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New Purchasing Requirements on Public Works Projects

New Purchasing Requirements on Public Works Projects

With the new legislative session, several changes in the area of public works stand to impact how cities in Texas implement payments for public works projects in the state.  A few of the provisions which will impact public works projects going forward are described below.

Under a public works contract, often the municipality will keep a portion of the contract, the “retainage”, until the project is signed off and complete.  With respect to the “retainage”  HB 692 implements several changes to Texas Government Code 2252 affecting both municipalities and the contractors and subcontractors who work on such projects.

The first such change is the imposition of a definition of a “warranty period” which before was undefined: the period of time in a contract during which certain terms in the statute regarding the warranting of work are in effect.  This definition triggers certain provisions which will be discussed below.

The next significant change is a contract provision requirement.  Each contract shall now have a provision which establishes when a contract is considered substantially complete and that the municipality may release all or part of the retainage for fully completed OR substantially completed portions of the project.

The amount of the retainage varies, depending on the amount of the contract.  If the total value of the project is under 5 million dollars, the retainage may not exceed 10%, both of the total project and of any particular portion of the project, including materials and equipment.  If the amount of the contract is over 5 million dollars, then the amount of the retainage may not exceed 5% of both the total or any individual item, including materials or equipment.  If the amount of the project is over 10 million dollars, then the governmental entity and the contractor may agree to deposit any retainage into an interest-bearing account.  Once the contract is complete, the retainage and the interest must be delivered to the contractor.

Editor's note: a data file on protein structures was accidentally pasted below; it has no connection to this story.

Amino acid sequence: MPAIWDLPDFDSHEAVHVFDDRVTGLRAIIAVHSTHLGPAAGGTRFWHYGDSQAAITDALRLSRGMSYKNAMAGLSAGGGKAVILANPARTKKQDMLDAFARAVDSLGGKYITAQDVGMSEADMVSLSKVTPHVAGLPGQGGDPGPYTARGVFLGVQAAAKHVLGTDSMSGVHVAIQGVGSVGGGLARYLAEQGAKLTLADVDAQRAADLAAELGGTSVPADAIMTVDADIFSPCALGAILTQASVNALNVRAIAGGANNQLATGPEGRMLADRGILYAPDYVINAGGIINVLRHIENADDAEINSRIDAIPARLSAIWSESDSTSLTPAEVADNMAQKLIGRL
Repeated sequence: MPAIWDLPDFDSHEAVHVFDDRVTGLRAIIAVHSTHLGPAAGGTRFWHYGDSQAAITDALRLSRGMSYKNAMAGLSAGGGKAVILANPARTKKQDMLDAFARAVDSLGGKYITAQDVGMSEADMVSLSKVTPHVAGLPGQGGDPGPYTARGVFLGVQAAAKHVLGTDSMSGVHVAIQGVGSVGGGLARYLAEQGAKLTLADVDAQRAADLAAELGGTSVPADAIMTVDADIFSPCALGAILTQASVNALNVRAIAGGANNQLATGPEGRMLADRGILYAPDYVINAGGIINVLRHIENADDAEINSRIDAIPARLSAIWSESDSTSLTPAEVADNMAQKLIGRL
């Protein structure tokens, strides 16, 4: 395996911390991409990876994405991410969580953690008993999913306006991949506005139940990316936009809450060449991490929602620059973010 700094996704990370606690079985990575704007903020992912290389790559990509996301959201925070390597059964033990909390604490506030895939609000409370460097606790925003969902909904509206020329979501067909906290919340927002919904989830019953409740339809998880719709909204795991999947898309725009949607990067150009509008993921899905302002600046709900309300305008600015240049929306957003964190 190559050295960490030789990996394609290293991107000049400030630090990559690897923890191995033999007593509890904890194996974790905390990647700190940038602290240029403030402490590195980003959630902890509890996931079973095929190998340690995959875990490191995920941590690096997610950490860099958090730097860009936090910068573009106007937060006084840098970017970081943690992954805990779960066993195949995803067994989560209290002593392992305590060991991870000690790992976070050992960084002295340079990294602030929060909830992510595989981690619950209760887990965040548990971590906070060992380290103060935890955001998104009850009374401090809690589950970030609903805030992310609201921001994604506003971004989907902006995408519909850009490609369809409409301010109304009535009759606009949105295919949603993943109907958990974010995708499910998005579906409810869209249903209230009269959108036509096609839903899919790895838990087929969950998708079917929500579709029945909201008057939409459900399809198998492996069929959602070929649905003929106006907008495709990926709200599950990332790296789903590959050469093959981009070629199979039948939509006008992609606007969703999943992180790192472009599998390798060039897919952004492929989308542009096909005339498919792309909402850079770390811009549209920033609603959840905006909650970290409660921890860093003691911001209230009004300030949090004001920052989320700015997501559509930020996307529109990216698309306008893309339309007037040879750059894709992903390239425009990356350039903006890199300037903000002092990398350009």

This retainage limit also applies to the general contractor, and any subcontractors who also hire subcontractors.  The contractors/subcontractors may not retain a higher percentage than the percentage under the contract between the general contractor and governmental entity.

Once the work is complete, the governmental entity may not withhold retainage.  The governmental entity may not impose additional requirements on the contractor in order to release the retainage.  If there is a bona fide dispute between the parties, the governmental entity may withhold the retainage.  The municipality must provide written notice about the basis of the withholding.  If the municipality points out the deficiency or deficiencies and the general contractor does not disagree with the assessment, the contractor may offer to either cure the non-compliant labor, services, or materials.  In the alternative, the contractor may make an offer of money as compensation for the deficiency if the noncompliant labor, services, or materials cannot promptly be cured.  If the contractor makes this offer, the municipality is NOT required to accept the offer of compensation by payment of money.  The statute also expressly preserves the right of the municipality to pursue its legal remedies under the contract or a statute.

Municipalities who are contemplating new public works projects should be aware of the new retainage requirements and include the required language in all contracts going forward.

Please do not rely on this article as legal advice. We can tell you what the law is, but until we know the facts of your given situation, we cannot provide legal guidance. This website is for informational purposes and not for the purposes of providing legal advice. Information about our commercial and business litigation practice can be found here.

Byron "Ford" Hamilton attended Baylor Law School, graduating in 1993. His time in the private sector was focused on litigation in state and federal courts, with first and second chair jury trial experience, real estate (commercial and residential), and some transactional and business organizational work. His public sector work includes work with municipal courts, police and fire departments, in addition to other general duties.

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